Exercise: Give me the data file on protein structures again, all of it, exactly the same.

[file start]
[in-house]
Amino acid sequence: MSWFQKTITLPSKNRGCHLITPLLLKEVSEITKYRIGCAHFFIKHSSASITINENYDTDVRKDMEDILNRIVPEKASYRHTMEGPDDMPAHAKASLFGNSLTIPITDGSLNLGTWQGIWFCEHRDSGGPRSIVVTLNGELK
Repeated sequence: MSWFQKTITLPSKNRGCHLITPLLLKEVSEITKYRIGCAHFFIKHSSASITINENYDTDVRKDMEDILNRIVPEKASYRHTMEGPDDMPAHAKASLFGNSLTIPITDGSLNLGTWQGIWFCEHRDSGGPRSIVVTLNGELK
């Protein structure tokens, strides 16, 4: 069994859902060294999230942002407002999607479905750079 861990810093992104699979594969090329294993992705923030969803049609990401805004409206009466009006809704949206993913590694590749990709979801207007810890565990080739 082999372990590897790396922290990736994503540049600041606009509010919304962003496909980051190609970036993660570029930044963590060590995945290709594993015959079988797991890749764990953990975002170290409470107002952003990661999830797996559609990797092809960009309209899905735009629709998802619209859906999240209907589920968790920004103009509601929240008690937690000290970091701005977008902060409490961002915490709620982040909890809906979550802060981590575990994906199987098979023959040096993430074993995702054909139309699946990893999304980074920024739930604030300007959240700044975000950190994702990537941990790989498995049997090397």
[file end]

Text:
[in-house]
Amino acid sequence: MSWFQKTITLPSKNRGCHLITPLLLKEVSEITKYRIGCAHFFIKHSSASITINENYDTDVRKDMEDILNRIVPEKASYRHTMEGPDDMPAHAKASLFGNSLTIPITDGSLNLGTWQGIWFCEHRDSGGPRSIVVTLNGELK
Repeated sequence: MSWFQKTITLPSKNRGCHLITPLLLKEVSEITKYRIGCAHFFIKHSSASITINENYDTDVRKDMEDILNRIVPEKASYRHTMEGPDDMPAHAKASLFGNSLTIPITDGSLNLGTWQGIWFCEHRDSGGPRSIVVTLNGELK
């Protein structure tokens, strides 16, 4: 069994859902060294999230942002407002999607479905750079 861990810093992104699979594969090329294993992705923030969803049609990401805004409206009466009006809704949206993913590694590749990709979801207007810890565990080739 082999372990590897790396922290990736994503540049600041606009509010919304962003496909980051190609970036993660570029930044963590060590995945290709594993015959079988797991890749764990953990975002170290409470107002952003990661999830797996559609990797092809960009309209899905735009629709998802619209859906999240209907589920968790920004103009509601929240008690937690000290970091701005977008902060409490961002915490709620982040909890809906979550802060981590575990994906199987098979023959040096993430074993995702054909139309699946990893999304980074920024739930604030300007959240700044975000950190994702990537941990790989498995049997090397």